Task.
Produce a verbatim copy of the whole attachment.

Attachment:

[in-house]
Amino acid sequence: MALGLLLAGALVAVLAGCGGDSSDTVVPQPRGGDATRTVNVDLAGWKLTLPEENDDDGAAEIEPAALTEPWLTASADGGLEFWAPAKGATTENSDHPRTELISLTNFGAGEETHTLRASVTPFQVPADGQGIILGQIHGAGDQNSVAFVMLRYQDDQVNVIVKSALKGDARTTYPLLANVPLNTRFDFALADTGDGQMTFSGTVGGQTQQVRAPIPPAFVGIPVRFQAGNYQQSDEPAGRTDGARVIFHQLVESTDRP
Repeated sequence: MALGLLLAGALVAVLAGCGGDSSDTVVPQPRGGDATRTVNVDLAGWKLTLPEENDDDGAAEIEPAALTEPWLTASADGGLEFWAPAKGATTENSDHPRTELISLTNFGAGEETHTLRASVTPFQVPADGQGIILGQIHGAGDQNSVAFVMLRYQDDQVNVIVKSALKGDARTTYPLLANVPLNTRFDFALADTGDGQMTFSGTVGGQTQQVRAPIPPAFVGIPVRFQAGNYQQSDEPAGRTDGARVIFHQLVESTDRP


[in-house]
Amino acid sequence: MALGLLLAGALVAVLAGCGGDSSDTVVPQPRGGDATRTVNVDLAGWKLTLPEENDDDGAAEIEPAALTEPWLTASADGGLEFWAPAKGATTENSDHPRTELISLTNFGAGEETHTLRASVTPFQVPADGQGIILGQIHGAGDQNSVAFVMLRYQDDQVNVIVKSALKGDARTTYPLLANVPLNTRFDFALADTGDGQMTFSGTVGGQTQQVRAPIPPAFVGIPVRFQAGNYQQSDEPAGRTDGARVIFHQLVESTDRP
Repeated sequence: MALGLLLAGALVAVLAGCGGDSSDTVVPQPRGGDATRTVNVDLAGWKLTLPEENDDDGAAEIEPAALTEPWLTASADGGLEFWAPAKGATTENSDHPRTELISLTNFGAGEETHTLRASVTPFQVPADGQGIILGQIHGAGDQNSVAFVMLRYQDDQVNVIVKSALKGDARTTYPLLANVPLNTRFDFALADTGDGQMTFSGTVGGQTQQVRAPIPPAFVGIPVRFQAGNYQQSDEPAGRTDGARVIFHQLVESTDRP